It's been one day short of a full week since the Xbox One hit store shelves, and in that amount of time, people with a considerably more time and knowledge than yours truly have managed to pry their way into a product Microsoft spent years and millions of dollars designing. Doesn't say much for the company, really, other then the fact that maybe they should consider hiring these guys. The Xbox One has been hacked, and its NAND dumped out for the world to see.
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It sounds dramatic, but tech-talk can be a bit difficult to sexify. "What's NAND" you ask? You could Google it, but since you're already reading this, it's a type of flash memory that doesn't require power to retain information. Just who cracked the console is unknown, but Konsole Junkies is reporting the discoveries about the NAND. My German's considerably rustier than my Spanish, as it's basically non-existent, but GearNuke sums it up quite nicely:
"the size of the NAND present on Xbox One is 4.9GB in size. It was also revealed that NAND can be dumped using Corona V2 using SD Card reader just as with the Xbox 360. However, to do so, the crystal or 'quartz' needs to be disabled. It was also mentioned that J-Runner 'may not' be used for dumping as it limits the size to 3.5GB on Corona."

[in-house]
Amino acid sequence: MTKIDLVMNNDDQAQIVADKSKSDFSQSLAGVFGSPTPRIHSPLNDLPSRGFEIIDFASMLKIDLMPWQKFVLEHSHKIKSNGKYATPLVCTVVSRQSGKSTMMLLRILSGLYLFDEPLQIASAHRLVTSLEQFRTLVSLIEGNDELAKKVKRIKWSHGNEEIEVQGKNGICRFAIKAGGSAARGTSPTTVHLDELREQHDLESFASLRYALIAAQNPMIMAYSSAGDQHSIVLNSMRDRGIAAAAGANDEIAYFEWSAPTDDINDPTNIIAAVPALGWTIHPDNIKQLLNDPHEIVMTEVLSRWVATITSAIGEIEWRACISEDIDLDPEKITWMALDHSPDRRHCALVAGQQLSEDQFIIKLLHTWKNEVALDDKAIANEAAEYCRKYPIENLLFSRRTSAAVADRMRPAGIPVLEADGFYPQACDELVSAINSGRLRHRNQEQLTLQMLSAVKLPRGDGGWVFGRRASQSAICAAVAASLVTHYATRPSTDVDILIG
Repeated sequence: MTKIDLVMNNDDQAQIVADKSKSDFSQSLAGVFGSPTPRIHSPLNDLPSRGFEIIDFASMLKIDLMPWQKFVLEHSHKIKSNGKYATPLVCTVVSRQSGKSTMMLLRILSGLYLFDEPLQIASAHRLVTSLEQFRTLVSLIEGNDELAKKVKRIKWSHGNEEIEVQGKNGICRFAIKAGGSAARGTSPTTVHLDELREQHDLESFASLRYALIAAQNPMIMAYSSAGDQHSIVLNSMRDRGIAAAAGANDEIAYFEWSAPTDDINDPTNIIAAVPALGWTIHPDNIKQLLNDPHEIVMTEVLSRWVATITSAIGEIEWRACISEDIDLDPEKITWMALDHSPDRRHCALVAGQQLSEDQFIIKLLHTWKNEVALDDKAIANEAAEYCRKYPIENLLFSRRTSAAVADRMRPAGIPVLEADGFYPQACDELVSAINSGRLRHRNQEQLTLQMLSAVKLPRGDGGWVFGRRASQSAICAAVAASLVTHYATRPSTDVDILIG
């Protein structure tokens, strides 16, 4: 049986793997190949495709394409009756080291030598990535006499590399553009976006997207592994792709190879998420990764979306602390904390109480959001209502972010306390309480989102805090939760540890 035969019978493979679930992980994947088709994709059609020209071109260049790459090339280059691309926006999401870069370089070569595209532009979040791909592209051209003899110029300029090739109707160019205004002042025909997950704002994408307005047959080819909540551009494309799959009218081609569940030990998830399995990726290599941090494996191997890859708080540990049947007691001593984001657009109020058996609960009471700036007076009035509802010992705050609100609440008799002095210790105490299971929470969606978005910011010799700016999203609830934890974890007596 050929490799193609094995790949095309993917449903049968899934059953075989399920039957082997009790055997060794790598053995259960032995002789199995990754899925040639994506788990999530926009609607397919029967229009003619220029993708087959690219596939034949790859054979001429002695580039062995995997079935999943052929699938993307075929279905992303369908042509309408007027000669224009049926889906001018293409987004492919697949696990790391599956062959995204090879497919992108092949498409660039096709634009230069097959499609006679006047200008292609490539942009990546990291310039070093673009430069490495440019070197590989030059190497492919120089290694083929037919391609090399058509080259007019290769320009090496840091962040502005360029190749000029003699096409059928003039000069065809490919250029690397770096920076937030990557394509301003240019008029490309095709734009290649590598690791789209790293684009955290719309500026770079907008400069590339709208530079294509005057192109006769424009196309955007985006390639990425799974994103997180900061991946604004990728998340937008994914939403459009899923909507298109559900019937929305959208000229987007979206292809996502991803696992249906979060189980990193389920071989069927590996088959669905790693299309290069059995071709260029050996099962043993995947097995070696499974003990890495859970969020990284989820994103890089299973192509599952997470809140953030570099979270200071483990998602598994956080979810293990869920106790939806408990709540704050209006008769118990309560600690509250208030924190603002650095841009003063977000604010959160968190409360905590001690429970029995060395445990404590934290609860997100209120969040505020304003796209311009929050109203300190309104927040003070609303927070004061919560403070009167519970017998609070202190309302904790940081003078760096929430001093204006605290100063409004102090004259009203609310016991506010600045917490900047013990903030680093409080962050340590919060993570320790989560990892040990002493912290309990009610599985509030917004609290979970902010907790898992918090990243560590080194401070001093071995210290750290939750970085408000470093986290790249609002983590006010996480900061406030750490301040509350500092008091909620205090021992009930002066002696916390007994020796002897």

If you understood that, good for you. Me? It just stirs up a thirst as I do love me a nice cold Corona.
The potential ramifications of this hack are exactly the sort of thing Microsoft (and dozens of other developers and publishers) were praying against, and why the company was considering the ever vilified "always online DRM" in the first place. Namely, folks are that much closer to making their consoles able to read homebrew games. Not just games that creative folks personally design in their free time, but games that less than savory individuals grab from the countless torrent sites that litter the 'net because they think they're entitled to them.
Thanks to a famous hacker by the name of 'C4eva' dumping the Xbox One version of Call of Duty: Ghosts online, it means the beginning of a possible death knell for Microsoft's next-gen console, and things will likely get worse before they get better for the Cupertino crew.
Provided Microsoft's still a major player when the next line of consoles come out, backlash or not, don't expect Microsoft to be listening nearly as closely to the rabid complaints over "always online DRM." Somewhere out there, Adam Orth is smirking.
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